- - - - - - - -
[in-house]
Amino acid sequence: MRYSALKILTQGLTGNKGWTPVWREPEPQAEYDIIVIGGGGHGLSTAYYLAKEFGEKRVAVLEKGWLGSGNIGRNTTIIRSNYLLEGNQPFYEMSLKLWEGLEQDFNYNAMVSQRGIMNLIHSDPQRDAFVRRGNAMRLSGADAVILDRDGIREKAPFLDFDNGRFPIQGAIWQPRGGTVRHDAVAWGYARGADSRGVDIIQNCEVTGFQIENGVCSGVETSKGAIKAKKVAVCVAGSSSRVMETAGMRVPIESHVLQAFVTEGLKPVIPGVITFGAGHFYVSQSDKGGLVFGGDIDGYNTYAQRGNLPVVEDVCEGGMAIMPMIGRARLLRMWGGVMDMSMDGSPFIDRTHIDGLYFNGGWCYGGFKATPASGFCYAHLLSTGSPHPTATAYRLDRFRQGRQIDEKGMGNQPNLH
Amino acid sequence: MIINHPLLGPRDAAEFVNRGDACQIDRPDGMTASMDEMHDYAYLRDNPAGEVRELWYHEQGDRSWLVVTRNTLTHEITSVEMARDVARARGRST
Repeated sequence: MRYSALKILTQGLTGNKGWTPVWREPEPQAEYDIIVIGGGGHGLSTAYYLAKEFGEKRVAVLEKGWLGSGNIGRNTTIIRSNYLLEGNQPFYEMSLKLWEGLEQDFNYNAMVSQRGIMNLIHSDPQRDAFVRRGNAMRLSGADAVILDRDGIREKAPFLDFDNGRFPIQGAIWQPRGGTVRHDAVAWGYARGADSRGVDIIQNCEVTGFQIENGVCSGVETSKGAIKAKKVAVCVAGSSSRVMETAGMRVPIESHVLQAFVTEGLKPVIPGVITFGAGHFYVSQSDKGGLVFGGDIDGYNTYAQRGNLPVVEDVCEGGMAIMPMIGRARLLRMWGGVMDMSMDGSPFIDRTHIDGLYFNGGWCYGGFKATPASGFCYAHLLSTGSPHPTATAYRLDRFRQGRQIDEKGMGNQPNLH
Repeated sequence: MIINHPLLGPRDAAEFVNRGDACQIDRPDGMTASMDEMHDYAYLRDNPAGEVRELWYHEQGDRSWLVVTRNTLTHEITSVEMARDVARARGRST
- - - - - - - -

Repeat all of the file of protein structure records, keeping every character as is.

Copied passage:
[in-house]
Amino acid sequence: MRYSALKILTQGLTGNKGWTPVWREPEPQAEYDIIVIGGGGHGLSTAYYLAKEFGEKRVAVLEKGWLGSGNIGRNTTIIRSNYLLEGNQPFYEMSLKLWEGLEQDFNYNAMVSQRGIMNLIHSDPQRDAFVRRGNAMRLSGADAVILDRDGIREKAPFLDFDNGRFPIQGAIWQPRGGTVRHDAVAWGYARGADSRGVDIIQNCEVTGFQIENGVCSGVETSKGAIKAKKVAVCVAGSSSRVMETAGMRVPIESHVLQAFVTEGLKPVIPGVITFGAGHFYVSQSDKGGLVFGGDIDGYNTYAQRGNLPVVEDVCEGGMAIMPMIGRARLLRMWGGVMDMSMDGSPFIDRTHIDGLYFNGGWCYGGFKATPASGFCYAHLLSTGSPHPTATAYRLDRFRQGRQIDEKGMGNQPNLH
Amino acid sequence: MIINHPLLGPRDAAEFVNRGDACQIDRPDGMTASMDEMHDYAYLRDNPAGEVRELWYHEQGDRSWLVVTRNTLTHEITSVEMARDVARARGRST
Repeated sequence: MRYSALKILTQGLTGNKGWTPVWREPEPQAEYDIIVIGGGGHGLSTAYYLAKEFGEKRVAVLEKGWLGSGNIGRNTTIIRSNYLLEGNQPFYEMSLKLWEGLEQDFNYNAMVSQRGIMNLIHSDPQRDAFVRRGNAMRLSGADAVILDRDGIREKAPFLDFDNGRFPIQGAIWQPRGGTVRHDAVAWGYARGADSRGVDIIQNCEVTGFQIENGVCSGVETSKGAIKAKKVAVCVAGSSSRVMETAGMRVPIESHVLQAFVTEGLKPVIPGVITFGAGHFYVSQSDKGGLVFGGDIDGYNTYAQRGNLPVVEDVCEGGMAIMPMIGRARLLRMWGGVMDMSMDGSPFIDRTHIDGLYFNGGWCYGGFKATPASGFCYAHLLSTGSPHPTATAYRLDRFRQGRQIDEKGMGNQPNLH
Repeated sequence: MIINHPLLGPRDAAEFVNRGDACQIDRPDGMTASMDEMHDYAYLRDNPAGEVRELWYHEQGDRSWLVVTRNTLTHEITSVEMARDVARARGRST